Murders of Defense Counsel to Delay Saddam Trial Indefinitely?

by Last Night in Little Rock

Two defense lawyers in the Saddam Hussein trial have been murdered since the current recess to November 28th started, the first on October 20th and the second on November 8th. Iraq's Prime Minister called the murders an effort to end the trial as noted in the London Sunday Times. The defense is calling for a boycott of the trial because of security concerns, as noted here:

After the killing of the first lawyer, defence attorneys announced they would not co-operate with the court and would refuse to appear at the next session until they were satisfied with security.

Saddam and his co-defendants had 1,500 lawyers working on their behalf, in some capacity, with many in Jordan, and 1,100 of them have withdrawn from the case as noted here.

The court has said that the trial will go on without those who left, by appointing new lawyers as lead counsel. There are, after all, plenty to choose from. If the existing lawyers are willing to go on, you can be sure it will.

A writer at the Saddam trial blog decided that the defense's unwillingness to accept Iraqi or U.S. security after the first murder was a deadly gambit.

But the public and the press needs to recognize that the defense attorneys in part brought this tragic situation upon themselves when they elected to have their faces and identities broadcast during the first day of the trial, and when they subsequently refused to accept the Iraqi Government and U.S. military's offers of security. Now they are seeking to exploit the tragic -- but not unforeseeable -- murders of their colleagues in an attempt to derail the proceedings.

This is not the first trial in the world in which there is a high risk to the safety of the trial participants. The same types of concerns have been successfully dealt with in the trials of major drug lords in Central America and major terrorists in Europe and Latin America. In those trials, the defense counsel, prosecutors, judges and witnesses accept protection by the military or police. The difference here is that defense attorneys wanted their faces and identities to be broadcast, and then refused to accept protection.

After the murder of Sadoun Nasouaf al-Janavi, counsel to defendant Awad al-Bander, three weeks ago, the Iraqi Government and the U.S. military each independently offered to provide security for the defense counsel. The defense lawyers declined, saying that they did not trust the Iraqi Government or U.S. military. This was a ploy; a deadly gambit to justify their boycott of the trial and attempt to delay or derail the proceedings.

Suicide lawyers? Lawyers willing to be martyrs? Or were they just careless? Could they have stopped it even with protection in a country at war with insurgents everywhere?

In my own international trial, similar things have crossed my mind, but on a much smaller scale; slight, but still worrisome, would be another way to put it. Defense counsel have been told by outsiders that they would be held responsible for any conviction, not the prosecution or the defendants' own acts.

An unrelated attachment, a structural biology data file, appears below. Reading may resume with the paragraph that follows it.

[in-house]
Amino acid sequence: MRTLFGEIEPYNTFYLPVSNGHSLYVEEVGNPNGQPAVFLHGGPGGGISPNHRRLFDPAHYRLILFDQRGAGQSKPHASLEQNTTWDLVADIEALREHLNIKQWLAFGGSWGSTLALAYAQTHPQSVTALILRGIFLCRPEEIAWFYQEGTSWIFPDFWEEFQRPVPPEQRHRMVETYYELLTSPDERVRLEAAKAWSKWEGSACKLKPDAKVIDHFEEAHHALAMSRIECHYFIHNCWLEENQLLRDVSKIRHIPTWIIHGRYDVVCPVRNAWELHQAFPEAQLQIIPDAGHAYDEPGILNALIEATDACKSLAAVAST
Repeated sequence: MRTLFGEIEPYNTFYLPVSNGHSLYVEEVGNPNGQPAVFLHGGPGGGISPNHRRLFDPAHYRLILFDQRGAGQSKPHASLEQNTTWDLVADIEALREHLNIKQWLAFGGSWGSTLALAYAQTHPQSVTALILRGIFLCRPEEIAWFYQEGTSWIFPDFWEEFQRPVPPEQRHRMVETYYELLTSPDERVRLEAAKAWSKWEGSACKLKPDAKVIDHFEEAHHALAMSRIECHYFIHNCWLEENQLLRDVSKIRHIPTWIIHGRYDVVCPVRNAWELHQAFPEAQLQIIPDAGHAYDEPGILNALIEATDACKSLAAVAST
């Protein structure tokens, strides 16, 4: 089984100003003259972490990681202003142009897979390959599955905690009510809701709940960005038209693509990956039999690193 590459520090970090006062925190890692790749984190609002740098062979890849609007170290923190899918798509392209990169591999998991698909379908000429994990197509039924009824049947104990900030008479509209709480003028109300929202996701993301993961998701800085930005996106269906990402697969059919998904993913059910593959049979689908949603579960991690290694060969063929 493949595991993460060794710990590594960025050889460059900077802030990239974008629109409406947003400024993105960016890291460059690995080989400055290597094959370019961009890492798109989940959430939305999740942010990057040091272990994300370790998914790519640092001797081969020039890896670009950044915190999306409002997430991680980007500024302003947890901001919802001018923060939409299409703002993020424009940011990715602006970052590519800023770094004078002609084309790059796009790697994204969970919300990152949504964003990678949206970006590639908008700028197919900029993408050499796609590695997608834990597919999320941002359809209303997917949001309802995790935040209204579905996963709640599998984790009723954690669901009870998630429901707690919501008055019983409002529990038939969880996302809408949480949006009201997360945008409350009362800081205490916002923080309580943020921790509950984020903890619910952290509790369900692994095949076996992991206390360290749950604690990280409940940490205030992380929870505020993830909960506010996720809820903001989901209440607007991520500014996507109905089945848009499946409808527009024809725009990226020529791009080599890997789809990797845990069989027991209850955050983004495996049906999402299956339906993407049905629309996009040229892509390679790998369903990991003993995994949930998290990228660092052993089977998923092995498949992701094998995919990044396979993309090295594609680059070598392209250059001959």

I'm not in a country at war, but there are those opposed to the trial, so the court complex is a quasi-military compound protected by the UN with machine gun nests at strategic points and armed soldiers for security inside. Outside, there is no protection, unless we ask for it. The judges have 24/7 armed guards who even walk them on the airplanes out during breaks. Nobody else has protection. It doesn't appear that anybody else needs it.

But, I've found my self daydreaming during translation breaks of an RPG fired into the courtroom from a nearby hillside to kill off the prosecutors, defense counsel, and three judges, particularly since the defendants are declining to appear so they are not in the courtroom, and there isn't a thing the UN troops could do to stop it.

And I think of that every time I walk in that courtroom. Outside the trial, I don't leave the hotel grounds. House arrest for up to four weeks at a time.

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  • Re: Murders of Defense Counsel to Delay Saddam Tri (none / 0) (#1)
    by Patrick on Sat Dec 17, 2005 at 01:06:06 PM EST
    2 out of 1,500? And that's not some coincidence?

    "The difference here is that defense attorneys wanted their faces and identities to be broadcast, and then refused to accept protection." Holding a genocide trial in a country CURRENTLY being dismantled by genocide is insane. Did the writer forget to mention that? (glad you did mention it, Little). WHO killed those lawyers? If you answer doesn't include Blackwater, then you aren't thinking very hard. With 17 tons of Hussein's gov't documents in the US national archive, how can it not take ten years to try Hussein? How are the defending attorneys to read the evidence? Are they even allowed to visit the United States? It's a monkey trial, first and foremost. Add some bloody murders to move the case along toward its hasty conclusion, ignore the affirmative responsibility to NUREMBURG THE WHOLE CASE (for the victims), and you have yet another ripoff piece of slime from under George & Dick's outhouse. May the stars, the soldiers, (and the Cubanos) keep you safe, sir.

    I'm sure that it will be merely coincidental that Saddam's trial will suddenly get underway when some new quagmire erupts for The Bush League. Remember: it's not about justice at all, merely the appearance of justice. THAT is the name of this here game.